In the spirit of Chandler's historical research, Williamson offers a general argument regarding, among other things, why firms expand and why they adopt the MDF. He argues, for example, that firms vertically integrate because it is an efficient solution for dealing with opportunistic suppliers and distributors. Three readings take conceptual issue with Williamson’s transaction costs approach. Perrow critiques the efficiency assumption and inattention to power; Granovetter contests the atomistic assumption; Powell unpacks the market-hierarchy dichotomy. Uzzi and Freeland empirically demonstrate why such conceptual issues matter. The remaining readings explore the limits of Williamson’s argument via international cases.

Freeland, Robert F. 1996. “The Myth of the M-Form? Governance, Consent, and Organizational Change.” American Journal of Sociology 102:483-526.

Granovetter, Mark. 1985. "Economic Action and Social Structure: The Problem of Embeddedness." American Journal of Sociology 91:481-510.

Perrow, Charles. 1988. Complex Organizations, Pages 219-224, 236-257.

Uzzi, Brian. 1997. "Social Structure and Competition in Interfirm Networks: The Paradox of Embeddedness." Administrative Science Quarterly 42:35-67.

Williamson, Oliver. 1981. "The Economics of Organization: The Transaction Cost Approach." American Journal of Sociology 87:548-577.

Supplemental Readings:

Hamilton, Gary G. and Nicole Woolsey Biggart. 1988. "Market, Culture, and Authority: A Comparative Analysis of Management and Organization in the Far East." American Journal of Sociology 94:S52-S94.

Lazerson, Mark H. 1988. "Organizational Growth of Small Firms: An Outcome of Markets and Hierarchies?" American Sociological Review 53:330-342.

Powell, Walter W. 1990. "Neither Market Nor Hierarchy: Network Forms of Organization." Research in Organizational Behavior 12:295-336.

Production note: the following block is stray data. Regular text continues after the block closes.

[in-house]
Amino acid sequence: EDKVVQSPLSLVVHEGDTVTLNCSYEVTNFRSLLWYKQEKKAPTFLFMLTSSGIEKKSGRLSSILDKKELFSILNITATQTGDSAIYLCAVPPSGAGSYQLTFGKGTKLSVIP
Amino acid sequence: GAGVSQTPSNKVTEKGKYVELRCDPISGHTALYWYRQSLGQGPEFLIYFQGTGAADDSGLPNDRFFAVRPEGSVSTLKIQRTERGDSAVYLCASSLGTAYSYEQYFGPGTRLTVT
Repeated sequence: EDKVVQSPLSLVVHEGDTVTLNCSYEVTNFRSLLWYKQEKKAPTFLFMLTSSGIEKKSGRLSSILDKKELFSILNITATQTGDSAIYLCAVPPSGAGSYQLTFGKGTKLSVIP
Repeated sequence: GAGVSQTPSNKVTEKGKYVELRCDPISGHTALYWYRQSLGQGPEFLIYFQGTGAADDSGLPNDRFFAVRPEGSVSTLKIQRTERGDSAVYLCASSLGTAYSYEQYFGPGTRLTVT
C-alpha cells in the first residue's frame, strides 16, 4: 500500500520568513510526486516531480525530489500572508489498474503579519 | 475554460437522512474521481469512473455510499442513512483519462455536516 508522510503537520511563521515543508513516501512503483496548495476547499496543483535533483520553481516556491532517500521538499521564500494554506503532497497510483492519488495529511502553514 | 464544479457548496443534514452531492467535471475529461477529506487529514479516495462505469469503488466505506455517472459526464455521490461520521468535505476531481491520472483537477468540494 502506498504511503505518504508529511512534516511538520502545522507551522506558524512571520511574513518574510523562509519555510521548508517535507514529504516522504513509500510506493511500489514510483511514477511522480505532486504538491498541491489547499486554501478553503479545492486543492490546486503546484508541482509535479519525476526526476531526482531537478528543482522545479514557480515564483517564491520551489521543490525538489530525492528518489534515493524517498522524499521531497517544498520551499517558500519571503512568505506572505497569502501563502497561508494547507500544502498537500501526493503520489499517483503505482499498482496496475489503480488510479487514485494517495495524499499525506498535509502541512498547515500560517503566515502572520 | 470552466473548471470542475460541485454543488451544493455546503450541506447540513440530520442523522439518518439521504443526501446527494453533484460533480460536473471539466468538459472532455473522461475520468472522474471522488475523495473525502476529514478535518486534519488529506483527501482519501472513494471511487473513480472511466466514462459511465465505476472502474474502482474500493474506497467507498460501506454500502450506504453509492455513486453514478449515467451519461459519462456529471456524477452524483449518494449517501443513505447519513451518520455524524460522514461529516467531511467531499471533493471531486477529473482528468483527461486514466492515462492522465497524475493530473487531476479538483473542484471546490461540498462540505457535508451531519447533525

April 3
Population Ecology

Population ecology is among the most influential theories in the recent organizational literature. Its proponents posit that the evolution of a given organizational population results from the interplay between its environment and its organizational demography (e.g., foundings, failures). Their position, however, does not denote consensus. One camp, for example, primarily assesses the environment via the total number of organizations in the population (i.e., density), and it posits that organizations rarely adapt to their environment. Hannan and Freeman offer a classic example and Hannan and Carroll (1995) provide a concise summary in their 1995 book. Another camp assesses the environment via a range of measures that includes (but is not limited to) density, and it recognizes organizational adaptation. Aldrich’s evolutionary approach leans toward the latter camp, and the exchange between Baum & Powell and Hannan & Carroll highlights differences between the camps. The remaining articles illustrate developments that have pushed the ecological literature in new directions.

Aldrich, Howard. 1999. Organizations Evolving. Chapters 1-3, 9-11.

Dobbin, Frank and Timothy J. Dowd. 1997. "How Policy Shapes Competition: Early Railroad Foundings in Massachusetts." Administrative Science Quarterly 42:510-529.

Hannan, Michael T. and John Freeman. 1977. "The Population Ecology of Organizations." American Journal of Sociology 82:946-949.

Haveman, Heather A. and Hayagreeva Rao. 1997. "Structuring a Theory of Moral Sentiments: Institutional and Organizational Coevolution in the Early Thrift Industry." American Journal of Sociology 102:1606-1651.